Three years ago, Kelly envisioned bringing a special element to the Mission Inn. In addition to the 239 hotel rooms, five restaurants, shops, and meeting facilities, the inn is also now home to Kelly's Spa. "We travel extensively around the world," Kelly says, "and one of my passions is improving health. I combined these loves in Kelly's spa. I bring back treasures from all the spas I visit overseas so guests feel like they're in Europe, getting some of the best treatments in the world."

Visitors to the Mission Inn are greeted with a comforting motto: Entre, es su casa, amigo, or "enter friend, this is your home." Generations of distinguished guests have felt at home in the Mission Inn. Today they also receive the world-class treatment available at the hotel and Kelly's Spa. This dual sense of feeling at home and getting the very best is one of the things Kelly and Duane like most about the inn, and a characteristic they similarly recognize in Pepperdine University.

The Robertses are well known to Pepperdine. Kelly serves on the University Board, is a Pepperdine University Life Associate, and proudly parents two Pepperdine students. Kelly and Duane recently strengthened their ties to the University when they funded Pepperdine's first endowed dean's chair, a position currently held by School of Law dean Ken Starr.

Ronald Phillips, vice chancellor and School of Law Dean Emeritus, notes the importance of their endowment for the Duane and Kelly Roberts Dean's Chair. "Duane and Kelly are dear friends of mine and of Pepperdine University. They are a dynamic couple who exemplify many laudable characteristics, such as their entrepreneurial success, their devotion to family, their loyalty to friends, and their unwavering support for those causes in which they believe."

The endowment is a testament to the Robertses' belief in Pepperdine and its School of Law. Under Starr's leadership, the school is positioning itself as one of the top Christian law schools in the country. Outstanding faculty like Pulitzer Prizewinning historian Ed Larson, noted real estate expert Grant Nelson, and faith and law authority Bob Cochran dedicate quality time to mentoring students. Specialized organizations like the Geoffrey H. Palmer Center for Entrepreneurship and the Law and the Herbert and Elinor Nootbaar Institute on Law, Religion, and Ethics offer students unique interdisciplinary learning opportunities as well as access to stimulating conferences and symposia. At every turn, the school demonstrates a firm commitment to the mission of Pepperdine University.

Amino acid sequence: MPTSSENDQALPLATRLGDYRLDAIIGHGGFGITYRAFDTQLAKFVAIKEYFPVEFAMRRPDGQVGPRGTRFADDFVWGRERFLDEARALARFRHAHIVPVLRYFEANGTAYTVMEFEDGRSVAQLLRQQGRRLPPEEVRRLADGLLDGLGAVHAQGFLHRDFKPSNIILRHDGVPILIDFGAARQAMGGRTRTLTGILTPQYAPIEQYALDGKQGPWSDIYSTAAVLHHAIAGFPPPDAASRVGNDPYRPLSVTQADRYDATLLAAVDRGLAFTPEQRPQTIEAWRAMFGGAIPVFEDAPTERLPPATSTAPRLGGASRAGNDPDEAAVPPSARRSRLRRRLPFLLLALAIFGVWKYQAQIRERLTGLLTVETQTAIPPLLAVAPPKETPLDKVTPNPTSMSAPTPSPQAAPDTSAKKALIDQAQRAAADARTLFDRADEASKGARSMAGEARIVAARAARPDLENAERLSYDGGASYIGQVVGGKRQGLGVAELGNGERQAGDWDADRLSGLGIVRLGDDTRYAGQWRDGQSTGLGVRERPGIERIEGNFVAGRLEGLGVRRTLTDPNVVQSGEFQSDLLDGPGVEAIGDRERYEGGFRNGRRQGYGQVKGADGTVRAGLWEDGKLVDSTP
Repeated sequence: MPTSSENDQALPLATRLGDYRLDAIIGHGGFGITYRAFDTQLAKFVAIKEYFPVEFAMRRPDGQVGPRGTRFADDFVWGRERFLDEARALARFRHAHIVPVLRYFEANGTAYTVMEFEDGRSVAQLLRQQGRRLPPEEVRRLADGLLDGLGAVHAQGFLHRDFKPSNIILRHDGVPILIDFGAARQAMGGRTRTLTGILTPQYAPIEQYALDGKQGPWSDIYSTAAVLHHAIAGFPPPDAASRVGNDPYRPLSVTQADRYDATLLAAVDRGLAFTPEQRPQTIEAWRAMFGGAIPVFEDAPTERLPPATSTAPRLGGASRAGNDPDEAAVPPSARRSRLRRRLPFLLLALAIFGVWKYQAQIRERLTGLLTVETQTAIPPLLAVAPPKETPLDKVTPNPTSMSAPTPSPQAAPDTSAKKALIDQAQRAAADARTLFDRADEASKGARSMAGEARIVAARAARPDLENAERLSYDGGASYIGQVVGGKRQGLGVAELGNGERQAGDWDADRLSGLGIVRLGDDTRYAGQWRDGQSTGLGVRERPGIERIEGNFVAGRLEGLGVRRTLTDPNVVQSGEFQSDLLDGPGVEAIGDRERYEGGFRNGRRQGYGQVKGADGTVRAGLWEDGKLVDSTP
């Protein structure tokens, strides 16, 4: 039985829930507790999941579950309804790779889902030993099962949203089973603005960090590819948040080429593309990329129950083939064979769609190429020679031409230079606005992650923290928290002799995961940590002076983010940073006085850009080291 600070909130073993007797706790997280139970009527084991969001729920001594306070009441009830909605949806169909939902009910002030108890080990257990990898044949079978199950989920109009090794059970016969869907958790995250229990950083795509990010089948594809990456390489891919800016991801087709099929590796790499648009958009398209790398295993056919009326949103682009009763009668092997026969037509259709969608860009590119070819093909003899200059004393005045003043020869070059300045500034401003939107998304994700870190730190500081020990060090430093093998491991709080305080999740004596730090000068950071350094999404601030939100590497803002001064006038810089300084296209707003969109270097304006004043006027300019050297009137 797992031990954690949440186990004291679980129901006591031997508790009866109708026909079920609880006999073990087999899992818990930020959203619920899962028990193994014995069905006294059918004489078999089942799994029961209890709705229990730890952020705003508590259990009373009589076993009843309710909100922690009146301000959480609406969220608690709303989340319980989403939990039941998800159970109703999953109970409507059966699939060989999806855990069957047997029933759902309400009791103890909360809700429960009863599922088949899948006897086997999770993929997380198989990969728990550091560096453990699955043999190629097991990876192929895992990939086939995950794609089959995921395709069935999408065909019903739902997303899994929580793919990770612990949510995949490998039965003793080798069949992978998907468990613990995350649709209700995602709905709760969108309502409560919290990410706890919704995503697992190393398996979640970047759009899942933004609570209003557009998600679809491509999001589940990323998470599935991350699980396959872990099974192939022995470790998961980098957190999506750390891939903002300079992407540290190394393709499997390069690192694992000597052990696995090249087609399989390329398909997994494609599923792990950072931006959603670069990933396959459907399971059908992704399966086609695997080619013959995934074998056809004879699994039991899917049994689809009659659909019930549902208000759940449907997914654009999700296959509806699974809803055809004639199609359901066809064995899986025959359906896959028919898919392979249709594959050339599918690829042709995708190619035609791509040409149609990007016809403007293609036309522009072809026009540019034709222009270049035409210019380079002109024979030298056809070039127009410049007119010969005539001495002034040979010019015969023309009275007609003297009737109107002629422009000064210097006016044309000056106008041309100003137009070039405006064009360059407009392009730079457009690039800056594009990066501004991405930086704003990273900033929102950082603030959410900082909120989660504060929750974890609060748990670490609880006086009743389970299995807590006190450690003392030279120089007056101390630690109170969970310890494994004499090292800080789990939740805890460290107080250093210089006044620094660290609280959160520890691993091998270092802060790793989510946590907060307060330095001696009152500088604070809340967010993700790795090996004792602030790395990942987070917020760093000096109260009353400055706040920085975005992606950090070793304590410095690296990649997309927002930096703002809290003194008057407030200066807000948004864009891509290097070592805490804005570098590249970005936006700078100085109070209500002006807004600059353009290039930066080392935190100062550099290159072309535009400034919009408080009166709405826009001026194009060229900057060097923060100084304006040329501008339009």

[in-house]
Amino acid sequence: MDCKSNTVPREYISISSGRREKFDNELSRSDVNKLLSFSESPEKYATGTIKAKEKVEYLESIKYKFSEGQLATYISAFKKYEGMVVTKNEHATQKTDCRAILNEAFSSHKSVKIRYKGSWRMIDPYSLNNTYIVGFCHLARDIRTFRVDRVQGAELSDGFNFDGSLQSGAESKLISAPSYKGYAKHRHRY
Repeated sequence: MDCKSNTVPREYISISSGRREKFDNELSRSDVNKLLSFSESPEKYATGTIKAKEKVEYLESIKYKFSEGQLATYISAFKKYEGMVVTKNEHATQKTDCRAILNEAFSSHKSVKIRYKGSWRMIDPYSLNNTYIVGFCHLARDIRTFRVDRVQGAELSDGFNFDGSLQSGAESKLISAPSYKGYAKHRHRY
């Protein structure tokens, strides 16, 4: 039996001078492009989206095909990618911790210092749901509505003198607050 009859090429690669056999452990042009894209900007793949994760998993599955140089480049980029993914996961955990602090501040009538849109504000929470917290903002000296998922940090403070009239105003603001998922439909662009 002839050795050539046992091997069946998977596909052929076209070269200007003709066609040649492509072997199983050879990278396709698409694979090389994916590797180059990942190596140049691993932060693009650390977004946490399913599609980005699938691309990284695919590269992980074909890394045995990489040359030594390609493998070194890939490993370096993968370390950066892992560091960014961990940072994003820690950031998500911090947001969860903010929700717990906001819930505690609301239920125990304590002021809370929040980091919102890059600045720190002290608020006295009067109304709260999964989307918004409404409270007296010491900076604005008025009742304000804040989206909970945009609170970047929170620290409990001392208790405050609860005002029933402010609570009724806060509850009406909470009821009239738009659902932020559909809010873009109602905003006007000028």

"Our involvement with Pepperdine law school is one of our proudest accomplishments," Kelly says. "We are so impressed by the work being done at the school and its increasing stature. From the faculty and students to staff and administrators, Pepperdine is a class act."

Pepperdine president Andy Benton expresses gratitude for the transformative nature of the Robertses' gift. "The Robertses' endowment is a tribute to the University's past, a celebration of its present, and an investment in its future. Their supreme confidence in Pepperdine will leave an indelible mark on the School of Law."

The gift will help the school to continue its pursuit of excellence, as student trial teams win prestigious international awards and graduates take jobs in the top of their field. Distinguished guests such as Nobel

Laureate Dr. Muhammad Yunus and John Roberts, chief justice of the United States Supreme Court, will continue to provide the community unparalleled access to the world's most influential thought leaders.

Just as the Robertses found a home at the Mission Inn, so have they done at Pepperdine. "It was important to the school to identify the dean's chair with a couple who exemplify the Pepperdine spirit," Phillips adds. "Duane and Kelly Roberts are a perfect fit. They are truly a Pepperdine family."

Originally published in Pepperdine People magazine.

by Megan Huard